I came for the jetpack dragons, but stayed for the political intrigue
I first started playing the closed beta for Divinity: Dragon Commander because I was promised that there would be dragons with jetpacks. Dragons with jetpacks. I don't need to tell you how intrigued I was by the concept of a Jetpack Dragon. In my mind, this game had already deposed Jetpack Machinegun, which later became Jetpack Joyride, as the greatest game ever made on the subject of jetpacks.
A mage of some sort asked me to go visit with the engineer on the giant airship of which I'd been given command as the game began, “Already he has created you a wonder he calls a 'jet-pack',” the mage said with his best high fantasy delivery.
But to my surprise, the jetpack wasn't what made me love Dragon Commander. There certainly are jetpack dragons in this game, and they're certainly fun, but the rest of Dragon Commander was fun enough that they never became the focal point of my play.
Bread and genocide
Dragon Commander is like a grand strategy game. Think Total War, except in Dragon Commander there is far more focus placed on the political intrigue of a fantasy world.
You play as the son of a deposed king, struggling to gain back the throne. With the help of a group of generals, you set out to conquer the continent and re-establish rule. But in Dragon Commander, those who lay claim to the throne have to deal with all of the minutiae that weigh on the mind of an emperor. It's not all about war and lineage.
Dragon Commander is also about managing your relations with the many races of the realm. Each brings their own benefits to your war effort, but each has their own conflicting ideologies and wants. This political system mainly plays out in your throne room as the delegates of the five main races gather to offer you counsel on how their race will react to your decisions, and to yell in your face when you anger them.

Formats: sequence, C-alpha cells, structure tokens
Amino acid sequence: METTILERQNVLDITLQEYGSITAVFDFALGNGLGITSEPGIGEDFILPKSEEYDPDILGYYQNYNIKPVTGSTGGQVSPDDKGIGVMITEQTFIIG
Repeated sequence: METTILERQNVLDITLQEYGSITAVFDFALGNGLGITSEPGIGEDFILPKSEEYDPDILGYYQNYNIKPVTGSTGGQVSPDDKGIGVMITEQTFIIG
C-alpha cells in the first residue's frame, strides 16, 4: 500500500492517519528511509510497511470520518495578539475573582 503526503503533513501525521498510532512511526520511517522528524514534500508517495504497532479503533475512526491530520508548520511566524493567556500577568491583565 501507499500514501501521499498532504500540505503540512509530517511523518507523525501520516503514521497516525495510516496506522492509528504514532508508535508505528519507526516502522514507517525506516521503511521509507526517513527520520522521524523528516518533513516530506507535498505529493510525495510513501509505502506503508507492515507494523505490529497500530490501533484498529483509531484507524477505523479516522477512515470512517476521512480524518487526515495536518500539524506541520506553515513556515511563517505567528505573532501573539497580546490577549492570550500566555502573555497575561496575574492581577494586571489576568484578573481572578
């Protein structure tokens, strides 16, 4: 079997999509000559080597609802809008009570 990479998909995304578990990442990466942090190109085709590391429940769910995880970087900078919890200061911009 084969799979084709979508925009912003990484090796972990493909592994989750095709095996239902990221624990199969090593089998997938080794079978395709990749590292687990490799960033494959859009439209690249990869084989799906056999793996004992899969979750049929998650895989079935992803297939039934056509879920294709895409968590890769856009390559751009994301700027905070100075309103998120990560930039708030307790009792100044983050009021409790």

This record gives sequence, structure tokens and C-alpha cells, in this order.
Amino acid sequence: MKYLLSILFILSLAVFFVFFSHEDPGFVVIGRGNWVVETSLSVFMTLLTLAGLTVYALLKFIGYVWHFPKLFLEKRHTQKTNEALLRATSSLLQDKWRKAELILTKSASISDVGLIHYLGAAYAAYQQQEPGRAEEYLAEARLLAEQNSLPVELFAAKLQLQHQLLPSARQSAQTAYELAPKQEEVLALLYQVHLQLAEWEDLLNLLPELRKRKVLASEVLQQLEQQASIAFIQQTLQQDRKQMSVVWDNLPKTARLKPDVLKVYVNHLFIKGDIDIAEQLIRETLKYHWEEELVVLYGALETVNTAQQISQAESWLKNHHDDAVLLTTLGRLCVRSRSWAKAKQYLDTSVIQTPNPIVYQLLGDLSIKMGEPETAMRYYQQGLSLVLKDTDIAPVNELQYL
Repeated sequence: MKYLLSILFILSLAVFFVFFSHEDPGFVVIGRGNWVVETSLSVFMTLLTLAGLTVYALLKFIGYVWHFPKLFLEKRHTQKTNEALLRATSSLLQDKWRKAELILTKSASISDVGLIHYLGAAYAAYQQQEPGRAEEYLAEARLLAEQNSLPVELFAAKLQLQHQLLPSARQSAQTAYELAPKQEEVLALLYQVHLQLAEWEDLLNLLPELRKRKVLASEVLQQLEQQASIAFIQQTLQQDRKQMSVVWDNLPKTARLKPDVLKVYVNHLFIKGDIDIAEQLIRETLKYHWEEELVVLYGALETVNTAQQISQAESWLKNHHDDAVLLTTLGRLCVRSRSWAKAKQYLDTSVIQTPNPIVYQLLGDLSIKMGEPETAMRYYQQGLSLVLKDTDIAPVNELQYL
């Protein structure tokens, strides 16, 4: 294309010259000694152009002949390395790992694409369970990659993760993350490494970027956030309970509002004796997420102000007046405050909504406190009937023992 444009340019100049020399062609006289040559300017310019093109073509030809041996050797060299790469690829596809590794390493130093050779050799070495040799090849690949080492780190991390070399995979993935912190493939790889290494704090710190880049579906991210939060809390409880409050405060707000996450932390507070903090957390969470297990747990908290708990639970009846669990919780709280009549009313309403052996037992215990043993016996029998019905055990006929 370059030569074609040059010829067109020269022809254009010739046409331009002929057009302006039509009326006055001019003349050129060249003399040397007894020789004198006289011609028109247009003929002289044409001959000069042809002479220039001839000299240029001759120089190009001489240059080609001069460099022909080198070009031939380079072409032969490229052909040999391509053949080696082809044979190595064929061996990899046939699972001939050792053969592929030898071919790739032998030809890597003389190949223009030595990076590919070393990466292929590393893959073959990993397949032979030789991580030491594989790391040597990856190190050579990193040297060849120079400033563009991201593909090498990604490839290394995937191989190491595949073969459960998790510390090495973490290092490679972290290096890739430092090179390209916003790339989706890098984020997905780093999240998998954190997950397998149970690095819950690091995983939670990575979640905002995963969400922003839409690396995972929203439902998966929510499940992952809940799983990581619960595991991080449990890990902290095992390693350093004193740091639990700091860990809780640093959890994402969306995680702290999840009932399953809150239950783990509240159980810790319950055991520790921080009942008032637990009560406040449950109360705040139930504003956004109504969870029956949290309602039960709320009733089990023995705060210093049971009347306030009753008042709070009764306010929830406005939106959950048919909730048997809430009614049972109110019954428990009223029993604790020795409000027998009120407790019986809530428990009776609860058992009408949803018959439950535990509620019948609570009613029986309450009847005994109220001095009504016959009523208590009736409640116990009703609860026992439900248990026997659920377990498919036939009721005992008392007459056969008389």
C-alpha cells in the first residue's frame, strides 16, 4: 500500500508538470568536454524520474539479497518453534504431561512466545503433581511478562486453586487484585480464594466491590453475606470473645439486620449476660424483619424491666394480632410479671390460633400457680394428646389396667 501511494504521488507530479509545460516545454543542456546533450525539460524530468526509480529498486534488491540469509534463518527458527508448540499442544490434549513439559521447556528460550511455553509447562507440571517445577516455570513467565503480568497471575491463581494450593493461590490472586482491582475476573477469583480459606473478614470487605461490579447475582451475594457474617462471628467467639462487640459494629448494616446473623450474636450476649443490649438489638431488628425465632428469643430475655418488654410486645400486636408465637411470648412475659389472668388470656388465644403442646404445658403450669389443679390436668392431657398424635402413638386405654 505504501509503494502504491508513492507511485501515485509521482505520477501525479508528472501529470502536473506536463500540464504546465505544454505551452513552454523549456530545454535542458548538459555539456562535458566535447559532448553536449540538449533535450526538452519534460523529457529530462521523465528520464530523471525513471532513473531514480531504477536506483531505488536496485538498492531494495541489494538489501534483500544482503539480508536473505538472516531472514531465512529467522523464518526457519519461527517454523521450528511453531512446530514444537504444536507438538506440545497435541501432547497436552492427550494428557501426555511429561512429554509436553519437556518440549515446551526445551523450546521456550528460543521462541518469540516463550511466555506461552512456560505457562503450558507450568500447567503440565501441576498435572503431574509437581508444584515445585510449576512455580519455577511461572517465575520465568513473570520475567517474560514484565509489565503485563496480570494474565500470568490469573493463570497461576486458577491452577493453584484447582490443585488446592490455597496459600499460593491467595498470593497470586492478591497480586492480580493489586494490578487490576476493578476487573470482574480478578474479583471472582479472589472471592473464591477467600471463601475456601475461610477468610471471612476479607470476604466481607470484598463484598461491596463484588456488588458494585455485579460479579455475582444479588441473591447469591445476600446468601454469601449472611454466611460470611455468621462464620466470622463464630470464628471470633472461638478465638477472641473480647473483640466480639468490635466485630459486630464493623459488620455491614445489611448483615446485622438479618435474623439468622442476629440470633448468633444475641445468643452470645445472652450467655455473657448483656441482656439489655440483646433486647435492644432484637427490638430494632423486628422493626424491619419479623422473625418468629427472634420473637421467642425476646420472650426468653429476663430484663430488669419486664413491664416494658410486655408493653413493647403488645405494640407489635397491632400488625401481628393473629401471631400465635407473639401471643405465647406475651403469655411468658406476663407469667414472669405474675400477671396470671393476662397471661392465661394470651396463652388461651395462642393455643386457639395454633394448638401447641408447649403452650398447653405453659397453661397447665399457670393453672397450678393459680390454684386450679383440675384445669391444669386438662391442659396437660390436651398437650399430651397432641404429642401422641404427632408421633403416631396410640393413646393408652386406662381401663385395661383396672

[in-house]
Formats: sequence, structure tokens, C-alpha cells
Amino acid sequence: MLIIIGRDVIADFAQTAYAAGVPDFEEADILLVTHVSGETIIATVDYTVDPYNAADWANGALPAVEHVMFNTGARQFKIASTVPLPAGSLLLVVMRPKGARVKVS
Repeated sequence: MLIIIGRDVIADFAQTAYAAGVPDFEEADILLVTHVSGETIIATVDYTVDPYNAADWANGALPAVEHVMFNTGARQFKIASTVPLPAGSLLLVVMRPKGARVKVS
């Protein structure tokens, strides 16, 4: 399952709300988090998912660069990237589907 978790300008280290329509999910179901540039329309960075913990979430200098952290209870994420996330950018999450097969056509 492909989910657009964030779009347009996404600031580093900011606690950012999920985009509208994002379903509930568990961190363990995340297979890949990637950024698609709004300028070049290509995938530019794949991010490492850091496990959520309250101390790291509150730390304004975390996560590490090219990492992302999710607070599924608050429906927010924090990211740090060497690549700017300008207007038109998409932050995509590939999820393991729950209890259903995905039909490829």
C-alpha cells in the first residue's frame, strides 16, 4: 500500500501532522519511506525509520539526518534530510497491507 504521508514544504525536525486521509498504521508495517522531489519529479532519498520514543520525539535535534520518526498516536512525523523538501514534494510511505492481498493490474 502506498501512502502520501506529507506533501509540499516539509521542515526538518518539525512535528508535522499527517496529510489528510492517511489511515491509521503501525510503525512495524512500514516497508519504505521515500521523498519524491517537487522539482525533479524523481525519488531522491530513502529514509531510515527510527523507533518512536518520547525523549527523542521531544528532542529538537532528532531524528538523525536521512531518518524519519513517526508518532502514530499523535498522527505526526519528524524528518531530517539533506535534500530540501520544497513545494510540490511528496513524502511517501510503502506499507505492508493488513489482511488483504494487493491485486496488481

You'll be given political decisions to ponder as well: whether to institute conscription to strengthen your ranks, whether you should institute free healthcare for the citizens of your realm, and many other topical troubles. Dragon Commander isn't shy about tying itself to the troubles of our real world.
One of my female generals told me, in a raised voice, that the women I employed as generals were making less than their male counterparts. I told her I had no idea, and I didn't, and ensured that everyone in my crew was fairly paid. It made her happy, but it's a decision that diverted money from the war effort.
I didn't get a chance to see how this system developed later in the game, that's how poorly my military campaign went, but I've heard that this system can include issues as important as genocide and as simple as the price of bread in the realm.
Dragon Commander is really three games sort of smashed together. One is a role-playing game where you are emperor of the realm with all of the responsibilities that entails. In this mode, you're aboard the airship with the ability to visit several different rooms, meets with your generals and diplomats, and make decisions that will affect the realm. The visuals, music, and voice-acting in this part of the game are beautiful. The environments are interesting, the characters are superbly well animated, and the voice actors are top-notch. It feels a bit like the moments of Mass Effect when you're just talking things out with your crew.
Click the strategic map, and it becomes a strategy game where you're moving your forces around the map, Risk-style. Everything here is much more simplistic, and it looks like it could have originally been an iPhone game.
Engage in battle, and you can choose to lead the war effort yourself. At this point the game turns into a real-time strategy game and you must lead your army around the field, capturing production facilities and increasing your forces. Again, the graphics and general production here don't come close to what's seen in the role-playing portion of the game, but it's a unique strategy game that was fun to learn. It's in this mode that you can unleash your jetpack dragon.
By now I had entirely forgotten about the jetpack dragons, but when I finally morphed into dragon-form after directing my forces into battle it was all worth it. I laid waste to the enemy with fireballs and soared through the skies with a powerful jetpack. It was everything you'd expect it to be.
But after a little while of waste-laying, all I wanted to do was come back to the airship to debate the issues of the day with the diplomats and generals aboard my ship.
Dragon Commander will try to tell you that it's a game about dragons with jetpacks, but really it's a game about political intrigue colliding with moral dilemma in the midst of an ongoing war. I never thought I'd say this, but in Dragon Commander, talking was more fun than piloting a dragon with a jetpack.